By: Mohammed Ismail Shaikh
Petrol price hit a new 55-month high under the BJP-led NDA government, surging to Rs 74.40 a litre on April 22, 2018 in New Delhi. Diesel is now at a record high at Rs. 65.65 per litre, leading to a renewed call for a cut in excise duty to ease the burden on the general public.
The last time when petrol price surged past this level was way back in September 2013, when the fuel hit the consumer hard by reaching Rs. 76.06 a litre. The petrol price, on April 22, 2018 costs Rs. 74.40 in Delhi, Rs. 77.10 in Kolkata, Rs.82.25 in Mumbai and Rs. 77.19 in Chennai, as per the Indian Oil Corporation (IOC) website. The diesel price was pegged at Rs. 65.65 in Delhi, Rs. 68.35 in Kolkata, Rs.69.91 in Mumbai and Rs. 69.27 in Chennai.
The petrol and diesel prices fluctuate on a daily basis since the state-owned oil companies that include Indian Oil Corporation (IOC), Bharat Petroleum Corporation (BPCL) and Hindustan Petroleum Corporation (HPCL), in June last year relinquished the 15-year-old practice of revising rates on fortnightly basis and instead, adopted a daily prices revision system to reflect changes.
The Oil Ministry, earlier this year, had sought reduction in excise duty on petrol and diesel to cushion the impact ascending in tune with international oil rates. The request was vetoed by Finance Minister as Arun Jaitley, who in his Budget presented on February 1, 2018, announced no concession.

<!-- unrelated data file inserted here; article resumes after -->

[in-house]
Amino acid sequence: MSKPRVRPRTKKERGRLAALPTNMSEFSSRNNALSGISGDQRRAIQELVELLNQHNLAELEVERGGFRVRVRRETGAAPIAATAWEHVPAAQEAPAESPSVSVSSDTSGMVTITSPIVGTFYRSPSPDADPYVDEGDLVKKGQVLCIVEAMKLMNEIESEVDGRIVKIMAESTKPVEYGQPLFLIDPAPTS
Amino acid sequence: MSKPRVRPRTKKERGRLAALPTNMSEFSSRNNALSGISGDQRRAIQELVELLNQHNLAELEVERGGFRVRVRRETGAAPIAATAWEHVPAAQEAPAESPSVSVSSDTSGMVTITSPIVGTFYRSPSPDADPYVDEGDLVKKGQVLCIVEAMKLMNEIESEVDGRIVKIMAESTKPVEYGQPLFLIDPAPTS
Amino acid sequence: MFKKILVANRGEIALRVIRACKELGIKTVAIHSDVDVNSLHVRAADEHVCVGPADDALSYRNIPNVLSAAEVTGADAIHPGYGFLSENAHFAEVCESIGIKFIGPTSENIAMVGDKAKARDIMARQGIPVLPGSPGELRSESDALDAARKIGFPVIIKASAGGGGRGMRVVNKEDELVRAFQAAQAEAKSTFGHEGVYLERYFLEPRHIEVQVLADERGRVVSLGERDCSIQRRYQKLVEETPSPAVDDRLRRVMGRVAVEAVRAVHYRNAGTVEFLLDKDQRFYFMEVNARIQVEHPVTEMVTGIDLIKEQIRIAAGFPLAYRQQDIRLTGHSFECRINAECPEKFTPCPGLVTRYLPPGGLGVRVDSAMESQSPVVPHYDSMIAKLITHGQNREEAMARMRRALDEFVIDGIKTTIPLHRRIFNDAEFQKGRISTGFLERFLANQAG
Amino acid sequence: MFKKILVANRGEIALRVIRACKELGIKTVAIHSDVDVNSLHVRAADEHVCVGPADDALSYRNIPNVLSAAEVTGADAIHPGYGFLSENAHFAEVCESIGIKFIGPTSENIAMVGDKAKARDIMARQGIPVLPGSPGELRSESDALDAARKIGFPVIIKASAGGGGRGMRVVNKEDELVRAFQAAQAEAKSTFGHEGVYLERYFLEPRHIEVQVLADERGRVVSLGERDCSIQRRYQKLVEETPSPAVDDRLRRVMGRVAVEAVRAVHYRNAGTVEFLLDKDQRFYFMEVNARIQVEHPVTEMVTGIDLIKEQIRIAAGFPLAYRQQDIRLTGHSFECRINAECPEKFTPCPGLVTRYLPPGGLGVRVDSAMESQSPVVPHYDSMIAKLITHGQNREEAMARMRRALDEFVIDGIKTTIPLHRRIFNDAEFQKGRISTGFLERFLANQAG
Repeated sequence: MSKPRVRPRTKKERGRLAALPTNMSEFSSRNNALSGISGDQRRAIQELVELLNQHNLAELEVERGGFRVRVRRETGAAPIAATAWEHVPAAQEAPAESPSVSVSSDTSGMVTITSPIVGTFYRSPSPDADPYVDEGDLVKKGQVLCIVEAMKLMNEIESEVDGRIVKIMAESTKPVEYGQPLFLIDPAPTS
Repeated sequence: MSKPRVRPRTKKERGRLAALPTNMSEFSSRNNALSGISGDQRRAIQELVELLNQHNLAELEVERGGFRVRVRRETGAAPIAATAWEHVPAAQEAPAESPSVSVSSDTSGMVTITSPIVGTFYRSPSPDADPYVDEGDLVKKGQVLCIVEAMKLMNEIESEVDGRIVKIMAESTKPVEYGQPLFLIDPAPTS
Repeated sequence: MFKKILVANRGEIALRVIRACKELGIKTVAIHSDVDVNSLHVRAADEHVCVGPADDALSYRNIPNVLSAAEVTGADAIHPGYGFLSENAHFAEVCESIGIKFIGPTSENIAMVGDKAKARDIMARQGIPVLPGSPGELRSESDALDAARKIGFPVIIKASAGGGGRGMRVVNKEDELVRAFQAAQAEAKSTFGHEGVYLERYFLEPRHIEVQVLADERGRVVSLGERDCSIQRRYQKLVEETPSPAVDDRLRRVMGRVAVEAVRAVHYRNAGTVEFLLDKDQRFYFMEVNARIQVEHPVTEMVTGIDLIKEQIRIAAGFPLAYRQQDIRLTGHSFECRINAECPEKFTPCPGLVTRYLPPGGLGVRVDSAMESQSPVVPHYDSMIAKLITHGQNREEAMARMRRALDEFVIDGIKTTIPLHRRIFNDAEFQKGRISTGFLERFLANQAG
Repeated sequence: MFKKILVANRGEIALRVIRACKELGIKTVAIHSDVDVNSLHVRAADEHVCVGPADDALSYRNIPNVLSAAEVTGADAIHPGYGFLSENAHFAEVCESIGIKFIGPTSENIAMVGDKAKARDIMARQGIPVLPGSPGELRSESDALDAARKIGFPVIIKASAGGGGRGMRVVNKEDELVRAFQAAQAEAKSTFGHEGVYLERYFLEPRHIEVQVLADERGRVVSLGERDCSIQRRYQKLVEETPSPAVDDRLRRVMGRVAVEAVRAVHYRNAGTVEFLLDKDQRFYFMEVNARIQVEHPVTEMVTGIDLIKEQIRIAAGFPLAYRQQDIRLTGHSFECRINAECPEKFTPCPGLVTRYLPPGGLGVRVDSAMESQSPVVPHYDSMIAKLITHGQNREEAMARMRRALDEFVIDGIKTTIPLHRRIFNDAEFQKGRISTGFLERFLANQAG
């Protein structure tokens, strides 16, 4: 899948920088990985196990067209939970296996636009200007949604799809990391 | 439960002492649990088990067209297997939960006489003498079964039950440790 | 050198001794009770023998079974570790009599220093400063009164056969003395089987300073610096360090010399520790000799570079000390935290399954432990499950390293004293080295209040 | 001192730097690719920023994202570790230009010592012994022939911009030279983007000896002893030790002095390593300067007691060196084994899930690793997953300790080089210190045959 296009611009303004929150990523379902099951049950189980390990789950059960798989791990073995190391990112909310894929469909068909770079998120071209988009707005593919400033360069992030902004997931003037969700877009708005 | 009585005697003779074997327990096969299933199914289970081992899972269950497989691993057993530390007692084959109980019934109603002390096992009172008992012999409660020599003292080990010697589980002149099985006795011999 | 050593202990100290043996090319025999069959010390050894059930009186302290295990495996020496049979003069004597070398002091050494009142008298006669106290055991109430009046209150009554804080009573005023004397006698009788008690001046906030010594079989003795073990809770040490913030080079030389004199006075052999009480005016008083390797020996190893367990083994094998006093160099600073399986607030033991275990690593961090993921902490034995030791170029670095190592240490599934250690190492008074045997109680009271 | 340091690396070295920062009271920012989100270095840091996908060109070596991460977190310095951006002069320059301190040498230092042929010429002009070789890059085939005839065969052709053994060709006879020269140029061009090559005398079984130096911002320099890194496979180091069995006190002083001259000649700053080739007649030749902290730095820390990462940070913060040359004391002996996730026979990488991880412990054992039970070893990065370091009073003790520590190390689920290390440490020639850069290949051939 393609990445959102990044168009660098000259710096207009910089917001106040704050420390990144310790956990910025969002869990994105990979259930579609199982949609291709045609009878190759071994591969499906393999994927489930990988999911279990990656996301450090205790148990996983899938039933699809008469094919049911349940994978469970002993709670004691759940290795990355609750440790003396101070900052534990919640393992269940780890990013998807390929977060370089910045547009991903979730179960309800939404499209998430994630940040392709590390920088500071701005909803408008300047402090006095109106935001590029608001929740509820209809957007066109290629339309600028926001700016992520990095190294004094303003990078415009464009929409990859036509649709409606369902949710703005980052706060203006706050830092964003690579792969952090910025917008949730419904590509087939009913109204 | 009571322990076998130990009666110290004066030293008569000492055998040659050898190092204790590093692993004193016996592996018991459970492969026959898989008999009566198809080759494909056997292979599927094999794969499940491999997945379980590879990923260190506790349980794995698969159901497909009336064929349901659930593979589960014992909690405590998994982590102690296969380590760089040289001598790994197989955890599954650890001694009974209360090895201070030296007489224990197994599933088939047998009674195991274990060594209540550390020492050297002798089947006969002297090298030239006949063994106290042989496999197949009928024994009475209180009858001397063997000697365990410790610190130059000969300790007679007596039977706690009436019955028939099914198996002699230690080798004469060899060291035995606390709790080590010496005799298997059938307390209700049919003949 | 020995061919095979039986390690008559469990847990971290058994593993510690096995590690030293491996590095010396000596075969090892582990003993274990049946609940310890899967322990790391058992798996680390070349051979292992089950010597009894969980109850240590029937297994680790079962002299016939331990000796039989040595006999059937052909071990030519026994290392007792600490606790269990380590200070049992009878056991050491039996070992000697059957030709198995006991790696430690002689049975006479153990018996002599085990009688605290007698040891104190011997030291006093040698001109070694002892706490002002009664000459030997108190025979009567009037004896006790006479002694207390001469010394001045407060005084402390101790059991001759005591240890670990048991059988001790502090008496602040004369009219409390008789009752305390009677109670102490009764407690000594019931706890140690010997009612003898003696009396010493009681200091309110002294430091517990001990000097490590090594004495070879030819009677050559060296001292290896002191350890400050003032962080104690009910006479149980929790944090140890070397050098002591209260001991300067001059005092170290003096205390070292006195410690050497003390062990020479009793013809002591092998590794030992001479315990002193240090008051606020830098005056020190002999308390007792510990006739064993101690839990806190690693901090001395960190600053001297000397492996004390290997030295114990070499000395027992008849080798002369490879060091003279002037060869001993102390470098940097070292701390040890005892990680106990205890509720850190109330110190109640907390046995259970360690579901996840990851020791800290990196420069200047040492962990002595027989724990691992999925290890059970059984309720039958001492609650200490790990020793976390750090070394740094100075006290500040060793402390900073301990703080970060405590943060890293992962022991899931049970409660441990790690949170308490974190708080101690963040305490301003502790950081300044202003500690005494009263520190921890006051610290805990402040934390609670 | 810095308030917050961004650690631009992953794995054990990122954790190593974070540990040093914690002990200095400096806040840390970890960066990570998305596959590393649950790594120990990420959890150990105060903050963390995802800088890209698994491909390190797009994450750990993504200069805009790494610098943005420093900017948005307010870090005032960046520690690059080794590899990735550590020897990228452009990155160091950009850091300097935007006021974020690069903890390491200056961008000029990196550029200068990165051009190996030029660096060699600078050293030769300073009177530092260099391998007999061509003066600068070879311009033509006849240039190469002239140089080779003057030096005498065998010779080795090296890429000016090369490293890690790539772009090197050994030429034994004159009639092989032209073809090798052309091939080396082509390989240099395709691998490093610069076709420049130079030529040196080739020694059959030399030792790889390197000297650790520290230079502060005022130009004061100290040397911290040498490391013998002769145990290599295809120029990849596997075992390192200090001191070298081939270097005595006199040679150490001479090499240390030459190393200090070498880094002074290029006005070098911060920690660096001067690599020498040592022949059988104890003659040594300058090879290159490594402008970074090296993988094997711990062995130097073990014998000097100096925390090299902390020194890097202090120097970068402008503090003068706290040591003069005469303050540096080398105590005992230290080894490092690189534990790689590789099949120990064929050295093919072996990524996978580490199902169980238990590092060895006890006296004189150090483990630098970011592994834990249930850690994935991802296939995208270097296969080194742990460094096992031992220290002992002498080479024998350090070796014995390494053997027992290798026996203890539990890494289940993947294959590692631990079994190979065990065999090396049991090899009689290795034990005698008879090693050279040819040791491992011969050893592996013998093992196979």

Between November 2014 and January 2016, the BJP-led Central government raised excise duty nine times to shore up revenues. As reported widely in media, the duty on petrol rate was hiked by Rs. 11.77 per litre and that on diesel by Rs. 13.47 a litre in those 15 months that helped government’s excise mop up more than double to Rs. 2,42,000 crore in 2016-17 from Rs. 99,000 crore in 2014-15.
As a mere tokenism gesture due to mounting criticism from the political class and public at large, the government had slashed excise duty by Rs. 2 per litre in October 2017, when petrol price reached Rs. 70.88 per litre in Delhi. Following this, diesel prices came down to Rs. 56.89 per litre and petrol to Rs. 68.38 per litre. However, a global rally in crude prices pushed domestic fuel prices far higher than those levels.
Indians pay the highest retail price of petrol and diesel among South Asian nations as taxes alone account for half of the pump rates.
Every single time the fuel prices climb northwards, I am reminded of the words of the tallest leader of the ruling party “bhaiyo aur behno, Petrol kay daam kam huvay, ki nai huvay”… Well the fuel prices did come down then, not because of the largesse of the government, but due to plummeting global oil prices.
With the firming of the international crude prices, the government will be caught in the crosshair; a reduction in excise duty will severely affect its fiscal math, or otherwise, dent its electoral fortune!